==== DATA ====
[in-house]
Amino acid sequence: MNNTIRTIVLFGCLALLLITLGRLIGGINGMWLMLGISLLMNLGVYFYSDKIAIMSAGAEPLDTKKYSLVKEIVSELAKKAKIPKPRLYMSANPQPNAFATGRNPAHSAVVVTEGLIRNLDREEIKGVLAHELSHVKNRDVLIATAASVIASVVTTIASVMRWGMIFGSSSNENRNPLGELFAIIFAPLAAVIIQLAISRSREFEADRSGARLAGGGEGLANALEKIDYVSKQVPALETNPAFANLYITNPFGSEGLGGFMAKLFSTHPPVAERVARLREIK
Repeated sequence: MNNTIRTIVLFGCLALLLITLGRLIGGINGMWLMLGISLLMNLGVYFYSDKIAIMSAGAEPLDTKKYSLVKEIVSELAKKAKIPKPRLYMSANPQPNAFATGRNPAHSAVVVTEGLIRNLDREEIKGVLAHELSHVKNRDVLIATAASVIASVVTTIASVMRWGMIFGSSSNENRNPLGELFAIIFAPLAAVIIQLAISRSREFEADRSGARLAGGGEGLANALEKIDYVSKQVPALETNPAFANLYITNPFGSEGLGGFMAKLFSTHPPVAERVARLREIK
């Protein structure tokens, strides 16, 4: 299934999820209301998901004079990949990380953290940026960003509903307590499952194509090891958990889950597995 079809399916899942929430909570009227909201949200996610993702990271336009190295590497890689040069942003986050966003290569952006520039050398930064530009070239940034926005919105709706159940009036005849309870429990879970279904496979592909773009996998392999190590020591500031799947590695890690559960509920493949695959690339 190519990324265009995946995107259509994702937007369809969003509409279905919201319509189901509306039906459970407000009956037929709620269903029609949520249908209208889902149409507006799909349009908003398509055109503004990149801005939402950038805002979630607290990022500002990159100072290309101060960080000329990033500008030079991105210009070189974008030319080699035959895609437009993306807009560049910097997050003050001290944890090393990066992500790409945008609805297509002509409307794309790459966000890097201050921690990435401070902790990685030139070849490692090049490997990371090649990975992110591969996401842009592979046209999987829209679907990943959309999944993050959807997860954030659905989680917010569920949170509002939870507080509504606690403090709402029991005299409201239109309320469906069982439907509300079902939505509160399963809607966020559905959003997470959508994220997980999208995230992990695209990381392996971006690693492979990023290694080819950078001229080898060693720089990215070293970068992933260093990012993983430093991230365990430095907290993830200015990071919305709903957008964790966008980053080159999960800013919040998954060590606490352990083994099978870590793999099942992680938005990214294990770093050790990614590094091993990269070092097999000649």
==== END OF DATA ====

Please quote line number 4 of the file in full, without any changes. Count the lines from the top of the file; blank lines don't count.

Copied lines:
């Protein structure tokens, strides 16, 4: 299934999820209301998901004079990949990380953290940026960003509903307590499952194509090891958990889950597995 079809399916899942929430909570009227909201949200996610993702990271336009190295590497890689040069942003986050966003290569952006520039050398930064530009070239940034926005919105709706159940009036005849309870429990879970279904496979592909773009996998392999190590020591500031799947590695890690559960509920493949695959690339 190519990324265009995946995107259509994702937007369809969003509409279905919201319509189901509306039906459970407000009956037929709620269903029609949520249908209208889902149409507006799909349009908003398509055109503004990149801005939402950038805002979630607290990022500002990159100072290309101060960080000329990033500008030079991105210009070189974008030319080699035959895609437009993306807009560049910097997050003050001290944890090393990066992500790409945008609805297509002509409307794309790459966000890097201050921690990435401070902790990685030139070849490692090049490997990371090649990975992110591969996401842009592979046209999987829209679907990943959309999944993050959807997860954030659905989680917010569920949170509002939870507080509504606690403090709402029991005299409201239109309320469906069982439907509300079902939505509160399963809607966020559905959003997470959508994220997980999208995230992990695209990381392996971006690693492979990023290694080819950078001229080898060693720089990215070293970068992933260093990012993983430093991230365990430095907290993830200015990071919305709903957008964790966008980053080159999960800013919040998954060590606490352990083994099978870590793999099942992680938005990214294990770093050790990614590094091993990269070092097999000649």